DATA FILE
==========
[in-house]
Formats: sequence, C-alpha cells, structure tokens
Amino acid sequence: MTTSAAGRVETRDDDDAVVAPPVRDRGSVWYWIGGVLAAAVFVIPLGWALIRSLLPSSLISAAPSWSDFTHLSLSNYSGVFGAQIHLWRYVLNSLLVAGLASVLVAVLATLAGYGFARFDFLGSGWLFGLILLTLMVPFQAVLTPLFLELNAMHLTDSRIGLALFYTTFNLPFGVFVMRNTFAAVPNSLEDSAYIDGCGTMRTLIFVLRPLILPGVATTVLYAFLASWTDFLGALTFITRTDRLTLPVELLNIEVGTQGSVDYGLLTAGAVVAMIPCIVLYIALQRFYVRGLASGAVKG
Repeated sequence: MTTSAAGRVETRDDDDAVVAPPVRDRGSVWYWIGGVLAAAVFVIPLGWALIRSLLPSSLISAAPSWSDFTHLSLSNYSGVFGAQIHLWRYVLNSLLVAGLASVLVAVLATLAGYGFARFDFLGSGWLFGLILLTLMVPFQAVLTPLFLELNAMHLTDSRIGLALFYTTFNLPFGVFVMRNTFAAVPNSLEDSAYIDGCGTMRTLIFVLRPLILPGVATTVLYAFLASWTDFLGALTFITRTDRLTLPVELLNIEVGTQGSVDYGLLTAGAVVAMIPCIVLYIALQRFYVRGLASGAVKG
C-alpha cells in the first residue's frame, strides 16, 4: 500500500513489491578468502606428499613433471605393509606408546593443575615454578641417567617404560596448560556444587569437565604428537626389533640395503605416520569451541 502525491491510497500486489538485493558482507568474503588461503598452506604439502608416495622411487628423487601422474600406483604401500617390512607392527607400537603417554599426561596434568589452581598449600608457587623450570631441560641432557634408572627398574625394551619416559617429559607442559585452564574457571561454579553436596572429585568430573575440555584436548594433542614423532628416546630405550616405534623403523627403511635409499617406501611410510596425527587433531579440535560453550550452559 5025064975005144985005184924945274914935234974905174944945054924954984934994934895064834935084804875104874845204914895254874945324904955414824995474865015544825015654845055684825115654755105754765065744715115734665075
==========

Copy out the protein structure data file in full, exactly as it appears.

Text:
[in-house]
Formats: sequence, C-alpha cells, structure tokens
Amino acid sequence: MTTSAAGRVETRDDDDAVVAPPVRDRGSVWYWIGGVLAAAVFVIPLGWALIRSLLPSSLISAAPSWSDFTHLSLSNYSGVFGAQIHLWRYVLNSLLVAGLASVLVAVLATLAGYGFARFDFLGSGWLFGLILLTLMVPFQAVLTPLFLELNAMHLTDSRIGLALFYTTFNLPFGVFVMRNTFAAVPNSLEDSAYIDGCGTMRTLIFVLRPLILPGVATTVLYAFLASWTDFLGALTFITRTDRLTLPVELLNIEVGTQGSVDYGLLTAGAVVAMIPCIVLYIALQRFYVRGLASGAVKG
Repeated sequence: MTTSAAGRVETRDDDDAVVAPPVRDRGSVWYWIGGVLAAAVFVIPLGWALIRSLLPSSLISAAPSWSDFTHLSLSNYSGVFGAQIHLWRYVLNSLLVAGLASVLVAVLATLAGYGFARFDFLGSGWLFGLILLTLMVPFQAVLTPLFLELNAMHLTDSRIGLALFYTTFNLPFGVFVMRNTFAAVPNSLEDSAYIDGCGTMRTLIFVLRPLILPGVATTVLYAFLASWTDFLGALTFITRTDRLTLPVELLNIEVGTQGSVDYGLLTAGAVVAMIPCIVLYIALQRFYVRGLASGAVKG
C-alpha cells in the first residue's frame, strides 16, 4: 500500500513489491578468502606428499613433471605393509606408546593443575615454578641417567617404560596448560556444587569437565604428537626389533640395503605416520569451541 502525491491510497500486489538485493558482507568474503588461503598452506604439502608416495622411487628423487601422474600406483604401500617390512607392527607400537603417554599426561596434568589452581598449600608457587623450570631441560641432557634408572627398574625394551619416559617429559607442559585452564574457571561454579553436596572429585568430573575440555584436548594433542614423532628416546630405550616405534623403523627403511635409499617406501611410510596425527587433531579440535560453550550452559 5025064975005144985005184924945274914935234974905174944945054924954984934994934895064834935084804875104874845204914895254874945324904955414824995474865015544825015654845055684825115654755105754765065744715115734665075